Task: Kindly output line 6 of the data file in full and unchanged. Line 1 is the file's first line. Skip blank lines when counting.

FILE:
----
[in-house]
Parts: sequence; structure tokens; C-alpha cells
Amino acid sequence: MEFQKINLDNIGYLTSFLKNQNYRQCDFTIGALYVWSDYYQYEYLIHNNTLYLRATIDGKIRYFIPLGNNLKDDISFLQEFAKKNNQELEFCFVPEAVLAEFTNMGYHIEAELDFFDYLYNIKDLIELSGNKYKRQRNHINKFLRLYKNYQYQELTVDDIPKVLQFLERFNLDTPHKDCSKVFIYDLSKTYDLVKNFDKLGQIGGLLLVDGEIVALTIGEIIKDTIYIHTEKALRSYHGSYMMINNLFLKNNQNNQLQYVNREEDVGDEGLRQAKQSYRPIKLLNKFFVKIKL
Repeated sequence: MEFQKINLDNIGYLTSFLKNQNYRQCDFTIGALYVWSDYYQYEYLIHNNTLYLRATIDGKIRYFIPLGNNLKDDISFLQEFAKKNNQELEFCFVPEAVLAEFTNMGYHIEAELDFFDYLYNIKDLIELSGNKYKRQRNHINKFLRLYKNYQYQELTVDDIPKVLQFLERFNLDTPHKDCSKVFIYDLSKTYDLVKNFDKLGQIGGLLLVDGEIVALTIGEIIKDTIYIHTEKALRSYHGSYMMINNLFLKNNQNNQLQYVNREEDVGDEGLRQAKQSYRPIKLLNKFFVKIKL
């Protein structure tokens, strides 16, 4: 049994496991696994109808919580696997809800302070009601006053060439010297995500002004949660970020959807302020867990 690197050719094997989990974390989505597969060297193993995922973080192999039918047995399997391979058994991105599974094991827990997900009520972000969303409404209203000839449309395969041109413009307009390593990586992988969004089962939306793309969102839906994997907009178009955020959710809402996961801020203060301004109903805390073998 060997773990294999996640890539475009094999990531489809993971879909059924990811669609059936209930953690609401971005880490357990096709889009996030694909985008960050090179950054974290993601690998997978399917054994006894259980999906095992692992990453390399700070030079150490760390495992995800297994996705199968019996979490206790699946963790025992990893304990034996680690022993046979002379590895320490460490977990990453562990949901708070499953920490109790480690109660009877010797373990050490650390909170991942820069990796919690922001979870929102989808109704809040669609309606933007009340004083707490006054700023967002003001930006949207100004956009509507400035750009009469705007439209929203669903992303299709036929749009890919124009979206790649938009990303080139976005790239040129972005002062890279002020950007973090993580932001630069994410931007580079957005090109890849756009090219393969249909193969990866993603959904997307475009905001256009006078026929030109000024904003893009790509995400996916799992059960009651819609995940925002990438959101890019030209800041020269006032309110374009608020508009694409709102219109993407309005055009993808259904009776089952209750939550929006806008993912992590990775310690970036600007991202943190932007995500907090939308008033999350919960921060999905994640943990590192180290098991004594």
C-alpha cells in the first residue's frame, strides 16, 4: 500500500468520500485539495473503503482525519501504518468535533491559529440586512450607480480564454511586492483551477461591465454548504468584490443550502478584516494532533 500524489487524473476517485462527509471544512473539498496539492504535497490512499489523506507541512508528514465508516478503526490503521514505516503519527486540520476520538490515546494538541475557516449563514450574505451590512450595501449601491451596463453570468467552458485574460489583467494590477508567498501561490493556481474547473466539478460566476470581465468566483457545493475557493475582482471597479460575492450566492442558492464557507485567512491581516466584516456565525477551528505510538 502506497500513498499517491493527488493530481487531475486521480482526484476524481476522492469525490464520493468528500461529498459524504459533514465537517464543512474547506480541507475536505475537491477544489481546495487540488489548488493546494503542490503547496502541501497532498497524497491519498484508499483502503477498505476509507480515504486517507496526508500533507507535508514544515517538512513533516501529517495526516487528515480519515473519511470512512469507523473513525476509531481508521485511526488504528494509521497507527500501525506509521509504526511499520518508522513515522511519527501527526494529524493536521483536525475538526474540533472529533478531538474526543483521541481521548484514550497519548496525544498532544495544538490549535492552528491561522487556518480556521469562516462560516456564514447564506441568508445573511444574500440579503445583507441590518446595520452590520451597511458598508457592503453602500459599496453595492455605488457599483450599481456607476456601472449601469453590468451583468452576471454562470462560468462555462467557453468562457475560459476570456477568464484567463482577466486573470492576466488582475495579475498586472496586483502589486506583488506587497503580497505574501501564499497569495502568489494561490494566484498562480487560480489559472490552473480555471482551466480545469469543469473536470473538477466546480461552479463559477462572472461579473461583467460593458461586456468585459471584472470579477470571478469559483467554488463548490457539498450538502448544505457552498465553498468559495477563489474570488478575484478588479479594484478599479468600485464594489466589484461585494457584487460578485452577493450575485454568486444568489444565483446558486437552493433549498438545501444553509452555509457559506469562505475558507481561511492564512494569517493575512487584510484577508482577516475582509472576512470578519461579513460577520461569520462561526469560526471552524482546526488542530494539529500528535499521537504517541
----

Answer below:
C-alpha cells in the first residue's frame, strides 16, 4: 500500500468520500485539495473503503482525519501504518468535533491559529440586512450607480480564454511586492483551477461591465454548504468584490443550502478584516494532533 500524489487524473476517485462527509471544512473539498496539492504535497490512499489523506507541512508528514465508516478503526490503521514505516503519527486540520476520538490515546494538541475557516449563514450574505451590512450595501449601491451596463453570468467552458485574460489583467494590477508567498501561490493556481474547473466539478460566476470581465468566483457545493475557493475582482471597479460575492450566492442558492464557507485567512491581516466584516456565525477551528505510538 502506497500513498499517491493527488493530481487531475486521480482526484476524481476522492469525490464520493468528500461529498459524504459533514465537517464543512474547506480541507475536505475537491477544489481546495487540488489548488493546494503542490503547496502541501497532498497524497491519498484508499483502503477498505476509507480515504486517507496526508500533507507535508514544515517538512513533516501529517495526516487528515480519515473519511470512512469507523473513525476509531481508521485511526488504528494509521497507527500501525506509521509504526511499520518508522513515522511519527501527526494529524493536521483536525475538526474540533472529533478531538474526543483521541481521548484514550497519548496525544498532544495544538490549535492552528491561522487556518480556521469562516462560516456564514447564506441568508445573511444574500440579503445583507441590518446595520452590520451597511458598508457592503453602500459599496453595492455605488457599483450599481456607476456601472449601469453590468451583468452576471454562470462560468462555462467557453468562457475560459476570456477568464484567463482577466486573470492576466488582475495579475498586472496586483502589486506583488506587497503580497505574501501564499497569495502568489494561490494566484498562480487560480489559472490552473480555471482551466480545469469543469473536470473538477466546480461552479463559477462572472461579473461583467460593458461586456468585459471584472470579477470571478469559483467554488463548490457539498450538502448544505457552498465553498468559495477563489474570488478575484478588479479594484478599479468600485464594489466589484461585494457584487460578485452577493450575485454568486444568489444565483446558486437552493433549498438545501444553509452555509457559506469562505475558507481561511492564512494569517493575512487584510484577508482577516475582509472576512470578519461579513460577520461569520462561526469560526471552524482546526488542530494539529500528535499521537504517541